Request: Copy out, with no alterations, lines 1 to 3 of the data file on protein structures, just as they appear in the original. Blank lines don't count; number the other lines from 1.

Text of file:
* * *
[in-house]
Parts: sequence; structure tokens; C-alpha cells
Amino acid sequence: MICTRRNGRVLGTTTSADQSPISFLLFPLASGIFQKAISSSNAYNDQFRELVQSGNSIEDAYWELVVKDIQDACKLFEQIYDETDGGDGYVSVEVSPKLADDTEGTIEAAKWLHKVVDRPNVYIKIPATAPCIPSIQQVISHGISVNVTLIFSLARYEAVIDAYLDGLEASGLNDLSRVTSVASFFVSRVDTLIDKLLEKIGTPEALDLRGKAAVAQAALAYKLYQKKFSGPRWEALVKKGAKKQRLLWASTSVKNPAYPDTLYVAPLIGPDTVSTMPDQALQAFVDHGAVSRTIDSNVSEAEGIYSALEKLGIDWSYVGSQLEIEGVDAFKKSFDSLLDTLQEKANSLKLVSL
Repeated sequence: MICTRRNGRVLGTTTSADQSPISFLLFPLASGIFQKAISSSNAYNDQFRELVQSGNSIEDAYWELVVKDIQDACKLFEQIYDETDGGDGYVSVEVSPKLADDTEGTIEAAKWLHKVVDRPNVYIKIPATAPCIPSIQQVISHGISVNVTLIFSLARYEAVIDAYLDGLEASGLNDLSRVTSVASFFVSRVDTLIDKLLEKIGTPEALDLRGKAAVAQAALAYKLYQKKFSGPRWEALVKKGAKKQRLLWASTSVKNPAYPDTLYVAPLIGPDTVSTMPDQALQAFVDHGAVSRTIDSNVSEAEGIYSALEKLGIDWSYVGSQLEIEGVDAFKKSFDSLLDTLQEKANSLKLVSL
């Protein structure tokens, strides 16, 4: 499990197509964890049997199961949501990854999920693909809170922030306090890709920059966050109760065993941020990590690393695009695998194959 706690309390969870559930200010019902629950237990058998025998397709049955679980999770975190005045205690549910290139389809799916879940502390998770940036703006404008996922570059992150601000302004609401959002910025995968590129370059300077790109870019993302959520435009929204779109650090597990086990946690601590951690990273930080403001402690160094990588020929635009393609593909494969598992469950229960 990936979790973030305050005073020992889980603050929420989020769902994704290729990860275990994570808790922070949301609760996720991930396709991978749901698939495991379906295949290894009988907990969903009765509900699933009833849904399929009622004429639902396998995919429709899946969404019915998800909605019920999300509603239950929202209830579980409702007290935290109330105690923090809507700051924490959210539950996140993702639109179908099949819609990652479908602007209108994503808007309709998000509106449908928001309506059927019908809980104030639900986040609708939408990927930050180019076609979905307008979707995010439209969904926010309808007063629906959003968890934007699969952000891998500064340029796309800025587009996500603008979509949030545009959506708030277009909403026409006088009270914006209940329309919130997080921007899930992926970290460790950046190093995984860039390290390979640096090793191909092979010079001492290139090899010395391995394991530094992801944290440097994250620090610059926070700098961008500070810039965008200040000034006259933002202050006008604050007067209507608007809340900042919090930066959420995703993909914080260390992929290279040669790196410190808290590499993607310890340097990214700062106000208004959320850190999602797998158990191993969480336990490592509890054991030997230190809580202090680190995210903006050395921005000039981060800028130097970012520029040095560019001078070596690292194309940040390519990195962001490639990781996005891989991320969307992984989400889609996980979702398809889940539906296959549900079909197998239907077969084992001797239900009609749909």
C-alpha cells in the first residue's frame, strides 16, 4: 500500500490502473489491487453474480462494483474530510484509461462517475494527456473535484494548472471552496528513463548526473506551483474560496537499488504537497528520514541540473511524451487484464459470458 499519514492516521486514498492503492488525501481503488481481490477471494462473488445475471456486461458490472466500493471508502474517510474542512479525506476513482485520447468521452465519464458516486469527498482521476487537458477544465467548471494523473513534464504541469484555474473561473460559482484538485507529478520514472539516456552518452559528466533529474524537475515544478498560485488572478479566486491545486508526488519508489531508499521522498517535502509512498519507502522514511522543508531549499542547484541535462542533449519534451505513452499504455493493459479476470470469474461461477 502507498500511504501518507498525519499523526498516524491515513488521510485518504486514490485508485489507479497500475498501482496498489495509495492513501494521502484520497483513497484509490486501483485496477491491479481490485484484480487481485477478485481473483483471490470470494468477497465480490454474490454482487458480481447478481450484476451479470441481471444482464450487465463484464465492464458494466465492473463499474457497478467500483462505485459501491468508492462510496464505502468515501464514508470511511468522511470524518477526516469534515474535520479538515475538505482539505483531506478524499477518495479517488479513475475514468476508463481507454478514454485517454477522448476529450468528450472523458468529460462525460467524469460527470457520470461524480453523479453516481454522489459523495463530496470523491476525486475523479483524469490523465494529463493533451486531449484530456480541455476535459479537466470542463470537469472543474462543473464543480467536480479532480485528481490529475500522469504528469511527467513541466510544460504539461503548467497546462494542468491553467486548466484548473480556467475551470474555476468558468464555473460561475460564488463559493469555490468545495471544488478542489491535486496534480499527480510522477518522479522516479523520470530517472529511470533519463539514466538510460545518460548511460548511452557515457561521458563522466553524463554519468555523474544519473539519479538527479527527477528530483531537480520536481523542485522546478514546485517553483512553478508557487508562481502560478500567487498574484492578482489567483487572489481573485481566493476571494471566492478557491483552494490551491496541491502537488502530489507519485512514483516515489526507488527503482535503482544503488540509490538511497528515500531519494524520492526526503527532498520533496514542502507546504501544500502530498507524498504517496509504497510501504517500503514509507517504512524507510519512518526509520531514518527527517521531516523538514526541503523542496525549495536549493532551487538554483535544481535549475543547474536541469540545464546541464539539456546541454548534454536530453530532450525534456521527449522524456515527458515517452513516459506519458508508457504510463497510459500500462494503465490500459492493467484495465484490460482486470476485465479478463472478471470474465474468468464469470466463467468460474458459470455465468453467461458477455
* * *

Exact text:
[in-house]
Parts: sequence; structure tokens; C-alpha cells
Amino acid sequence: MICTRRNGRVLGTTTSADQSPISFLLFPLASGIFQKAISSSNAYNDQFRELVQSGNSIEDAYWELVVKDIQDACKLFEQIYDETDGGDGYVSVEVSPKLADDTEGTIEAAKWLHKVVDRPNVYIKIPATAPCIPSIQQVISHGISVNVTLIFSLARYEAVIDAYLDGLEASGLNDLSRVTSVASFFVSRVDTLIDKLLEKIGTPEALDLRGKAAVAQAALAYKLYQKKFSGPRWEALVKKGAKKQRLLWASTSVKNPAYPDTLYVAPLIGPDTVSTMPDQALQAFVDHGAVSRTIDSNVSEAEGIYSALEKLGIDWSYVGSQLEIEGVDAFKKSFDSLLDTLQEKANSLKLVSL